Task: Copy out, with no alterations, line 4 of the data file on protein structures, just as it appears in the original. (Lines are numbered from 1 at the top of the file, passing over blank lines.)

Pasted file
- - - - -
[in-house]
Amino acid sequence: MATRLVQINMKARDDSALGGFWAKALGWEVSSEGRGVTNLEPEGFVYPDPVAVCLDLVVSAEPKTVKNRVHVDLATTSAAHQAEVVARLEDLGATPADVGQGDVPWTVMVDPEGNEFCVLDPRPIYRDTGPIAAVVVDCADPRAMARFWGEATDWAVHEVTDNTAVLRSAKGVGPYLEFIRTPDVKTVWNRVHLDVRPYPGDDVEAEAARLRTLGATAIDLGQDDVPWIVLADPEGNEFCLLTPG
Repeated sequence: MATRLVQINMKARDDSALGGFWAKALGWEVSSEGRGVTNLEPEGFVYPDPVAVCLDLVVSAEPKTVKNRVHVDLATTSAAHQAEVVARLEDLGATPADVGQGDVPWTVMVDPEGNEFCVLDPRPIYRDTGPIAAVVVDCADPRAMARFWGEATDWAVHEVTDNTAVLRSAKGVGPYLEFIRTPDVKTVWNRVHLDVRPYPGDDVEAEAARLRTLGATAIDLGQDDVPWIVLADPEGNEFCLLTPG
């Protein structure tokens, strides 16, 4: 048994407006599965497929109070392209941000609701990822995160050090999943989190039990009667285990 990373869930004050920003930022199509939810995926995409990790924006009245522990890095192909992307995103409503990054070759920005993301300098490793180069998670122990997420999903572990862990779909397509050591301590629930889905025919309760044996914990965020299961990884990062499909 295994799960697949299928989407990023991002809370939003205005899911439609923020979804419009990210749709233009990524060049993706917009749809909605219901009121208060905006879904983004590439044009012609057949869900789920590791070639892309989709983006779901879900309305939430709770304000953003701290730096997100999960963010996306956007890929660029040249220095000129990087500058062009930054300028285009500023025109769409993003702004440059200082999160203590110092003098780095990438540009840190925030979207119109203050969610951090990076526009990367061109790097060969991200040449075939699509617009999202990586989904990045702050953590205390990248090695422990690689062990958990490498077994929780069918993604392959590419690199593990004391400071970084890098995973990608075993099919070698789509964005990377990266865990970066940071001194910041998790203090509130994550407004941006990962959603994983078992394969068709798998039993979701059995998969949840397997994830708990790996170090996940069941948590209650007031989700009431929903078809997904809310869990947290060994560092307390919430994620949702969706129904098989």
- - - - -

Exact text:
């Protein structure tokens, strides 16, 4: 048994407006599965497929109070392209941000609701990822995160050090999943989190039990009667285990 990373869930004050920003930022199509939810995926995409990790924006009245522990890095192909992307995103409503990054070759920005993301300098490793180069998670122990997420999903572990862990779909397509050591301590629930889905025919309760044996914990965020299961990884990062499909 295994799960697949299928989407990023991002809370939003205005899911439609923020979804419009990210749709233009990524060049993706917009749809909605219901009121208060905006879904983004590439044009012609057949869900789920590791070639892309989709983006779901879900309305939430709770304000953003701290730096997100999960963010996306956007890929660029040249220095000129990087500058062009930054300028285009500023025109769409993003702004440059200082999160203590110092003098780095990438540009840190925030979207119109203050969610951090990076526009990367061109790097060969991200040449075939699509617009999202990586989904990045702050953590205390990248090695422990690689062990958990490498077994929780069918993604392959590419690199593990004391400071970084890098995973990608075993099919070698789509964005990377990266865990970066940071001194910041998790203090509130994550407004941006990962959603994983078992394969068709798998039993979701059995998969949840397997994830708990790996170090996940069941948590209650007031989700009431929903078809997904809310869990947290060994560092307390919430994620949702969706129904098989």